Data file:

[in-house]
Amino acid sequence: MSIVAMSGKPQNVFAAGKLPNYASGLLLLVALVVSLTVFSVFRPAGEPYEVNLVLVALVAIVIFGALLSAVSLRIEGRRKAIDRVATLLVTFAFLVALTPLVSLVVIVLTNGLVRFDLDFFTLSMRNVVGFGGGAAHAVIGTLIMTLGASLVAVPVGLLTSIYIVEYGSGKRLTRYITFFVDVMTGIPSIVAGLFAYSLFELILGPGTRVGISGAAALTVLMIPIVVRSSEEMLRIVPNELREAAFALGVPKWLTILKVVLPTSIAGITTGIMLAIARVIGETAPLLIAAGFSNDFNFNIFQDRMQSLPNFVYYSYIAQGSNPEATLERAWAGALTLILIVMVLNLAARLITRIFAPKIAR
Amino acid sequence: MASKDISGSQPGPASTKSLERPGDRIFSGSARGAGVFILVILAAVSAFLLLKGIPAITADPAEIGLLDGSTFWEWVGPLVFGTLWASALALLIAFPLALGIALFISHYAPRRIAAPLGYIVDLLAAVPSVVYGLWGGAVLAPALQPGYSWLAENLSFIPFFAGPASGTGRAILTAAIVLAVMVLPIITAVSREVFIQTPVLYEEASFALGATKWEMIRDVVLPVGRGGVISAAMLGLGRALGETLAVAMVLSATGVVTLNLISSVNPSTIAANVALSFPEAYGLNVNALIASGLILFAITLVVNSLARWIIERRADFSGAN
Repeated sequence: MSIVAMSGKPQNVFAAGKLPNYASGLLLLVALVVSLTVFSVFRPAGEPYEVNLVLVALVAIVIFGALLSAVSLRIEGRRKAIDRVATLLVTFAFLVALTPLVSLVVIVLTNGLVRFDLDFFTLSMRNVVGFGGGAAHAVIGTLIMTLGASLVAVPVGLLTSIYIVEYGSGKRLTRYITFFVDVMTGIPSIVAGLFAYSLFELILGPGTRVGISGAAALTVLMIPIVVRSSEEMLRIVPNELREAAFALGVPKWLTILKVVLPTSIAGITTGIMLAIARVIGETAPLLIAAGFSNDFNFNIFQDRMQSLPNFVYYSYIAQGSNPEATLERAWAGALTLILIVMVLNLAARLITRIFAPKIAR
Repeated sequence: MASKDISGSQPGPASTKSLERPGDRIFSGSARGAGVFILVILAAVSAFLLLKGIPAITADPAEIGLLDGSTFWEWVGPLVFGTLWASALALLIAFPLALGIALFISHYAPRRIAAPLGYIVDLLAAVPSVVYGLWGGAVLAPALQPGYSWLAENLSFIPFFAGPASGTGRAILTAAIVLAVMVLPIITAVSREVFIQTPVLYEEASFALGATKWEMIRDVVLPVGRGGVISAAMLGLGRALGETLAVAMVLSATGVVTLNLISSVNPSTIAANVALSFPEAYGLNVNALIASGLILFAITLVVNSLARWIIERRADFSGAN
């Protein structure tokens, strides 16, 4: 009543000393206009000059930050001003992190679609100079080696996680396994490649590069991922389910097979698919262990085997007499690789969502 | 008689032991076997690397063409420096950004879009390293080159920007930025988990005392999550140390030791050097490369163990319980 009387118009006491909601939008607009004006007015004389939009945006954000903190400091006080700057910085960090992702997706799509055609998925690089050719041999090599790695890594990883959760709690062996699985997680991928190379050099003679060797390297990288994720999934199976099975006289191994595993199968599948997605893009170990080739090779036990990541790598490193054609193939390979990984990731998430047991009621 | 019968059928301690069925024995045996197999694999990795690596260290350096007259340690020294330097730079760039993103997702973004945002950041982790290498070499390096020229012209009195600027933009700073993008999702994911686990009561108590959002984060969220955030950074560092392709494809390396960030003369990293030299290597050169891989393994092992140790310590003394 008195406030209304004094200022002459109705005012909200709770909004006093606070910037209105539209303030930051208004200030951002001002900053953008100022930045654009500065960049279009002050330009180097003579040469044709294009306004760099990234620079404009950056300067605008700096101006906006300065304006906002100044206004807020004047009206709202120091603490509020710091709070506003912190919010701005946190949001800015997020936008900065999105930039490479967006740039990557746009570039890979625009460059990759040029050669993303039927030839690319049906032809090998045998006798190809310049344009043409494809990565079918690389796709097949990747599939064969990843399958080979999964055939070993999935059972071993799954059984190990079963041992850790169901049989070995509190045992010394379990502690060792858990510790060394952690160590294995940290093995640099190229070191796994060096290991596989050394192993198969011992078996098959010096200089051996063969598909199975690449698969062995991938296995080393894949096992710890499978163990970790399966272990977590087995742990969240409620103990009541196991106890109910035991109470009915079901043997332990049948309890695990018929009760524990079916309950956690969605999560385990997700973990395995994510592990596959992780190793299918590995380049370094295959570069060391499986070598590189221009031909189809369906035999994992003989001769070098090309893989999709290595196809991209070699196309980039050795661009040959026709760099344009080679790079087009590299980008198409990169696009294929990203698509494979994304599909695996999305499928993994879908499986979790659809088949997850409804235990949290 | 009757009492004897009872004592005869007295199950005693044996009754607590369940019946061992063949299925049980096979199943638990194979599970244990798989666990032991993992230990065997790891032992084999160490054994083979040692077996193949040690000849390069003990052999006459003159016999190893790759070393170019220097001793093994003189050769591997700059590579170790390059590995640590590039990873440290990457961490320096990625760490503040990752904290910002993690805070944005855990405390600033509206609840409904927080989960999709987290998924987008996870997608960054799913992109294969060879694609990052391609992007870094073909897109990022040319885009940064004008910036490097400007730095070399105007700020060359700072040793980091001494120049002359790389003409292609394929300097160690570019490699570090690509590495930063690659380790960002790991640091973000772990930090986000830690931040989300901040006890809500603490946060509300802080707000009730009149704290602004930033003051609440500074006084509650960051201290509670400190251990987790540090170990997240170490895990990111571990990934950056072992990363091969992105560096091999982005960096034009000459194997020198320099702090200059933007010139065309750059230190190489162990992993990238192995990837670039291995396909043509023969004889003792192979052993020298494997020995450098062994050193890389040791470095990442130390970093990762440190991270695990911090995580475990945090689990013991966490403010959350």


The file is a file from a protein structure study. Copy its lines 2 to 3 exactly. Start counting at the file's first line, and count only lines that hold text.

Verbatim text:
Amino acid sequence: MSIVAMSGKPQNVFAAGKLPNYASGLLLLVALVVSLTVFSVFRPAGEPYEVNLVLVALVAIVIFGALLSAVSLRIEGRRKAIDRVATLLVTFAFLVALTPLVSLVVIVLTNGLVRFDLDFFTLSMRNVVGFGGGAAHAVIGTLIMTLGASLVAVPVGLLTSIYIVEYGSGKRLTRYITFFVDVMTGIPSIVAGLFAYSLFELILGPGTRVGISGAAALTVLMIPIVVRSSEEMLRIVPNELREAAFALGVPKWLTILKVVLPTSIAGITTGIMLAIARVIGETAPLLIAAGFSNDFNFNIFQDRMQSLPNFVYYSYIAQGSNPEATLERAWAGALTLILIVMVLNLAARLITRIFAPKIAR
Amino acid sequence: MASKDISGSQPGPASTKSLERPGDRIFSGSARGAGVFILVILAAVSAFLLLKGIPAITADPAEIGLLDGSTFWEWVGPLVFGTLWASALALLIAFPLALGIALFISHYAPRRIAAPLGYIVDLLAAVPSVVYGLWGGAVLAPALQPGYSWLAENLSFIPFFAGPASGTGRAILTAAIVLAVMVLPIITAVSREVFIQTPVLYEEASFALGATKWEMIRDVVLPVGRGGVISAAMLGLGRALGETLAVAMVLSATGVVTLNLISSVNPSTIAANVALSFPEAYGLNVNALIASGLILFAITLVVNSLARWIIERRADFSGAN